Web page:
While his contract has yet to be signed, we know David Rittich will make up half of Calgary’s goaltending tandem in 2019-20. What remains to be seen is who will share the Flames’ crease with him for the coming season. Rittich is the team’s best chance at a long-term number one since Miikka Kiprusoff, which is why he deserves a good chunk of starts for the coming year. As such, Calgary is likely in search of a crease-mate comfortable with a time share, and potentially playing second fiddle.
We went through this exercise recently on Sportsnet 960 and targeted a few solid, yet realistic, options. If the Flames hand Rittich between 50 and 55 starts next season, his partner would finish between 27 and 32. Let’s roll through three potential targets Calgary could explore in the coming weeks.
There’s a segment of Flames fans very vocal and adamant Smith should be back for a third season with the team. In fairness, Smith’s playoff performance should influence opinions, because his five game performance against Colorado was impressive. Of course, the overall body of work last year wasn’t of the same caliber.
“I think you always want to be the guy,” Smith said at locker clean-out in April. “I’m a competitive guy, I’ve played a lot of games throughout my career, and you always want to play.”
Perhaps I’m reading too much into Smith’s answer about playing time, but everything I’ve been able to garner suggests he’s not looking for a job as a backup or tandem-mate. Now, the market may dictate otherwise, which would probably force Smith to change his mind. In that case, a return to Calgary would make more sense.
“That’ll be something that’ll be talked about,” Smith said. “Ritter had a great season this year. Both guys want to play, so it’s a good problem to have.”
I’m not anticipating Smith to be back next season, but as we wrote in April, it definitely isn’t going to happen with an expectation of being number one. I don’t believe Smith is Calgary’s priority this summer, but if other options don’t pan out and he’s still available, the door isn’t closed on a return.
It would be quite the full circle if the artist formerly known as McBackup returned to where his NHL career started. Drafted in the sixth round back in 2002, McElhinney played parts of his first three seasons with the Flames before embarking on a journeyman tour around the league. Now 36, McElhinney enters free agency with the most leverage he’s ever had and a chance to cash in for the first time in his career.
McElhinney is coming off his best NHL season for a few different reasons. He started a career-high 33 games with Carolina and helped them clinch a playoff spot for the first time in a decade. Then, following an injury to Petr Mrazek, McElhinney stepped in and shut the door in his first ever playoff appearances. In five postseason games, McElhinney went 3-2 with a 0.930 SV%.
What makes McElhinney attractive for Calgary is his proven ability to perform at a high level despite a lower number of starts. A look at his last three seasons underlines McElhinney’s consistency as a backup, even if he was elevated a little beyond that this past season.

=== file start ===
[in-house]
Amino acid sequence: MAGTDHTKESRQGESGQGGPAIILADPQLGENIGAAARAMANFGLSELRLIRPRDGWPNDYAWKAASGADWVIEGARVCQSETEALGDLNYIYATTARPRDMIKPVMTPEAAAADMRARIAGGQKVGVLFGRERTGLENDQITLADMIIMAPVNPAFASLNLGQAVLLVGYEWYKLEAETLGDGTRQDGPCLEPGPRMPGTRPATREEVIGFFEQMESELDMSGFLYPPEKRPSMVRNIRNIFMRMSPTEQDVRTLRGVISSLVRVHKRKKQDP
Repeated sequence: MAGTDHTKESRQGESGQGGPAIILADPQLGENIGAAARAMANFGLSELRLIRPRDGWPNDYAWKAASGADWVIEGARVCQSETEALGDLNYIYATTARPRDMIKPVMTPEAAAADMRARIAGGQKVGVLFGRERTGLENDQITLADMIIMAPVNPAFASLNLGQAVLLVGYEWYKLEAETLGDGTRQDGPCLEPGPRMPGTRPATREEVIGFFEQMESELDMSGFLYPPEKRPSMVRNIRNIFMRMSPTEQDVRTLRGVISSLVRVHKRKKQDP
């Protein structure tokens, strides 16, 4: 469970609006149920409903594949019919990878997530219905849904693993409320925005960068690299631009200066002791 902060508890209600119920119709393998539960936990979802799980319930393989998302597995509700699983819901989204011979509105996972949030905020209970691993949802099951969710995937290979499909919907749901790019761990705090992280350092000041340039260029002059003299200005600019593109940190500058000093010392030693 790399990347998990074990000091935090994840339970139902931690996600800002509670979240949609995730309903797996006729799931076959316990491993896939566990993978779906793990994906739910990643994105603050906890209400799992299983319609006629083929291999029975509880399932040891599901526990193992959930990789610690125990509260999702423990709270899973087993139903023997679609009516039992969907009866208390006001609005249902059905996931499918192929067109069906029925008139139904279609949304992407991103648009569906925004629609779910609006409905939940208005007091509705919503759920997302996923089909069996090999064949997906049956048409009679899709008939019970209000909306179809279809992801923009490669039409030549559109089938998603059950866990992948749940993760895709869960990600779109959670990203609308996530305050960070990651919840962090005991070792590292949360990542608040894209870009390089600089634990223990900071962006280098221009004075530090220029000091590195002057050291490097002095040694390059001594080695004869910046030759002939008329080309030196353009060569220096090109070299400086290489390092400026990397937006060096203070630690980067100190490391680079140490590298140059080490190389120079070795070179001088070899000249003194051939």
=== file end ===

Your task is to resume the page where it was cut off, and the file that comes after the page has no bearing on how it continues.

If 55 starts is a realistic target for Rittich, the Flames could be very confident in McElhinney picking up the slack in those 27 other games. It’s pretty much all he’s done since leaving Calgary partway through the 2009-10 season. McElhinney has been one of the NHL’s best backups over the last half-decade, which is why he’ll be playing somewhere next season.
I know McElhinney is 36, but that doesn’t bother me the same way it does others. The Flames are in a competitive window, so if a guy can play and help the team win, his age is immaterial. I feel the same way about Smith, but the difference is he’s not a career backup. McElhinney is, and even with all this newfound leverage, no one is going to confuse him as a starting option.
I see no reason why Calgary wouldn’t be comfortable with an incentive-laden one or two year contract for McElhinney. The problem might be how many other teams feel just as comfortable going down the same road.
I know the mere mention of Talbot’s name makes some Flames fans irate. After all, he played for the enemy Oilers most of the last four seasons and is coming off a very mediocre 2018-19 campaign. But, looking at it objectively, Talbot’s poor season is the only one he’s had over the course of his NHL career.
There’s no doubt Talbot fell off a cliff last season and was passed on the depth chart by Mikko Koskinen as a result. In every other season of his career, though, Talbot has been serviceable at the very least; most of the time been better than that. Was his most recent season a sign of things to come, or just an uncharacteristic down year?
From Calgary’s perspective, targeting Talbot would make a lot of sense. He’s performed well as a backup in the past and, knowing how things went last year, would likely be okay signing in a secondary role. Talbot will be 32 for next season and doesn’t have the same type of leverage as McElhinney, which points to a good bargain deal.
The Flames would be banking on last season being a misnomer for Talbot, which does have risk attached. However, it’s the only sub-0.900 season of his career; if Talbot can have even a modest bounce back, he’d be a solid addition to Calgary’s goaltending fold.